Restaurant Review: Panam – The Backroom

Panam brings the iconic French-style kebab to Saigon

You’ll have to do a little hunting to find Panam – The Backroom (91 Pasteur, D1; Tel: 0122 733 0235) since it moved from its tiny location on Le Thanh Ton into Cuba la Casa del Mojito’s Backroom on Pasteur in District 1. With building management mysteriously reluctant even to let Panam throw up a sign, the discovery of this hybrid pub/kebab shop will be the small victory that may well mark your arrival at your new favorite hangout.

Panam, owned by Khiem and Remy, is cool, laid-back, and opens super late 
on weekends. It’s still new, but it has the look of a bar that’s remained unchanged for decades, and that sense of permanence is likely to be the drawcard for regulars seeking out a familiar watering hole- plenty of room on those shelves yet for the venue’s blossoming collection of kitschy knick-knacks, postcards from former patrons, and board games for whiling away the evenings in a culture bubble that feels a continent away from busy District 1 outside.

Oi Vietnam-march2017_Chicken Kebab -Lamb Kebab-Belgian Fries_NT

Panam-the name is suburbanite slang for “Paris” drawn from the outskirts of the French capital where Khiem spent his childhood-honors the modern French fast-food staple, the kebab.

“In France, going out to get a kebab 
is very common,” says Khiem. “Per year, you have maybe 300 million kebabs sold. People take it as a quick lunch-not only young people, but also working people, older people, it’s like an addiction. In 
the United States you have McDonald’s, in France you have the kebab. And it’s totally part of the culture of France.” According to Khiem, kebabs are originally a Syrian dish that entered the world stage from out of Turkey, becoming adopted throughout Europe with each country adding its own native characteristics.
“In Vietnam, you don’t have this kind of food,” observes Khiem, “but we are now becoming well-known for the kebab in the French style. In Germany, the kebab is different, in France, the kebab is different. Sometimes people show up from Turkey or Germany, and they don’t assimilate the fact that we make it in the French way. Now they’re starting to understand that, and actually they don’t say it’s bad, they say it’s very good, but they don’t recognize the style of their country.”

Chicken Kebab
Chicken Kebab

Perhaps it’s to be expected, but the essence of the Parisian kebab appears 
to be a good helping of mayonnaise
 and fresh salad, which gives it the taste of a Middle-Eastern Big Mac. We’re served two classics, a chicken kebab (VND150,000) and a lamb kebab (VND200,000), each with 150g of grilled marinated meat filling and sides of fries, semolina, bread and salad. The use of classic meats actually distinguishes Panam from kebab shops back home, which often swap them out for cheaper veal and turkey. The other fillings include salad, onion and tomato, as opposed to the cabbage and carrots you’ll find in kebabs from elsewhere in Europe.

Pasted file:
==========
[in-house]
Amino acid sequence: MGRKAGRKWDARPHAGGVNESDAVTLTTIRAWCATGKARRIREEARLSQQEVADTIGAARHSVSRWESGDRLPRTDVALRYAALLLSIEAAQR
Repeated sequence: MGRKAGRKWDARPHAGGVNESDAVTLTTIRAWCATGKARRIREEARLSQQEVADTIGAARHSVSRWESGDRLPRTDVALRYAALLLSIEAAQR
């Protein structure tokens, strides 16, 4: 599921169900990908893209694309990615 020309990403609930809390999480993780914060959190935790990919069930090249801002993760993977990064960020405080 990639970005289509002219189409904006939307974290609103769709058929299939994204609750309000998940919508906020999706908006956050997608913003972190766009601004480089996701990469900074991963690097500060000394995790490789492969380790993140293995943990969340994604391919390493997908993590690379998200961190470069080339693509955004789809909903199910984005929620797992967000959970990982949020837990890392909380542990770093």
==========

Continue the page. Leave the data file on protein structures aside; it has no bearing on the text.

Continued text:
Oi Vietnam-march2017_Lamb Kebab_NT
Lamb Kebab

If you’ve tried Panam’s kebabs before, either here or from the venue’s former incarnation as a delivery service, you’ll
be pleased to note the adoption of a
more authentic pita bread than was used previously. “I was looking for bread like this,” says Khiem. “It’s made by an Israeli guy, he just opened his company and sells pita bread. This one, it tastes just like in France. It matches perfectly.”

Panam’s kebabs and sides-they do
a glorious mega-crispy Belgian fries (VND55,000) double-cooked in beef fat, and some innovative spring rolls with kebab filling (VND50,000/VND65,000)- are straight-up Western comfort food. Khiem is emphatic that he doesn’t serve fast food, as the fresh ingredients are healthy enough not to feel guilty about, and many of the ingredients are hand-made.

“We make our own sauces,” says
 Khiem. “All the sauces that you can see are homemade, except the ketchup. One is a Moroccan recipe given to me by the mother of a friend, some others I researched
 online and then adapted. The Vietnamese really like the Oriental one, because it’s a little sweet, with caramelized onion. The signature Panam sauce is basically a blend of mayonnaise, tomato paste, onion, cumin and paprika.”

For dessert, Panam stocks some interesting flavors from Rico Rica (a local homemade ice cream that only sells out of a stand at the zoo) which includes one standout fear-factor item: salted duck egg ice cream. This is worth trying, and it’s actually exceptional, with a taste reminiscent of salty caramel. The kids will love it-children are welcome at the venue, although family visits earlier in the evening are advised, as the pub usually gets busy later, making it harder to encourage smokers to go outside. Drinkers too should appreciate Panam’s trendy craft beer selection, with some Belgian beers available at favorable prices as well as some rather cheeky beer cocktails.

vanilla oreo + salted duck egg ice cream

“What is cool is that it’s a friendly place, nothing fancy. Some people come here and meet someone, and then a week later I see them coming back together. It’s kind of a victory, that our place is not only a bar or pub, but a place where people can come alone and meet some people,” says Khiem.


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